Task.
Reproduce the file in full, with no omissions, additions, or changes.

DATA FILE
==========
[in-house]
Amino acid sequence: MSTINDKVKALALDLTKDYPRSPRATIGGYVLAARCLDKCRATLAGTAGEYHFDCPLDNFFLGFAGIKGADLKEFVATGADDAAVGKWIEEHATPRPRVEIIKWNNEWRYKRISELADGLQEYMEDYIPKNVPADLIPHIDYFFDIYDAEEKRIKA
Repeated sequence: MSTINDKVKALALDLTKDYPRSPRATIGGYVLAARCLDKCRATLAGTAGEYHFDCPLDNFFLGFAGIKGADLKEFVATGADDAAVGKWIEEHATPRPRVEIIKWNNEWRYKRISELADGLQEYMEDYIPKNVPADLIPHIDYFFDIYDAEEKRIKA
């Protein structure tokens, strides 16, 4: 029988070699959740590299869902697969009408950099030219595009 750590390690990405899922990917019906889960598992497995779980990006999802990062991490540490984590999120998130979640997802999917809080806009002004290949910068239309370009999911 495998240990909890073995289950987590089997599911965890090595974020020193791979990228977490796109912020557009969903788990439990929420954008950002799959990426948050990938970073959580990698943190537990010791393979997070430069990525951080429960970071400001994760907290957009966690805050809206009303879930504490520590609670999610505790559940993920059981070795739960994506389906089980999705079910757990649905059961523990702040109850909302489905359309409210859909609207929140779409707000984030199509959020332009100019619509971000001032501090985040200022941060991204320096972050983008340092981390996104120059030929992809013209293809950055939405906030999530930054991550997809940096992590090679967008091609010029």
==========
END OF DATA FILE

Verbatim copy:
[in-house]
Amino acid sequence: MSTINDKVKALALDLTKDYPRSPRATIGGYVLAARCLDKCRATLAGTAGEYHFDCPLDNFFLGFAGIKGADLKEFVATGADDAAVGKWIEEHATPRPRVEIIKWNNEWRYKRISELADGLQEYMEDYIPKNVPADLIPHIDYFFDIYDAEEKRIKA
Repeated sequence: MSTINDKVKALALDLTKDYPRSPRATIGGYVLAARCLDKCRATLAGTAGEYHFDCPLDNFFLGFAGIKGADLKEFVATGADDAAVGKWIEEHATPRPRVEIIKWNNEWRYKRISELADGLQEYMEDYIPKNVPADLIPHIDYFFDIYDAEEKRIKA
């Protein structure tokens, strides 16, 4: 029988070699959740590299869902697969009408950099030219595009 750590390690990405899922990917019906889960598992497995779980990006999802990062991490540490984590999120998130979640997802999917809080806009002004290949910068239309370009999911 495998240990909890073995289950987590089997599911965890090595974020020193791979990228977490796109912020557009969903788990439990929420954008950002799959990426948050990938970073959580990698943190537990010791393979997070430069990525951080429960970071400001994760907290957009966690805050809206009303879930504490520590609670999610505790559940993920059981070795739960994506389906089980999705079910757990649905059961523990702040109850909302489905359309409210859909609207929140779409707000984030199509959020332009100019619509971000001032501090985040200022941060991204320096972050983008340092981390996104120059030929992809013209293809950055939405906030999530930054991550997809940096992590090679967008091609010029």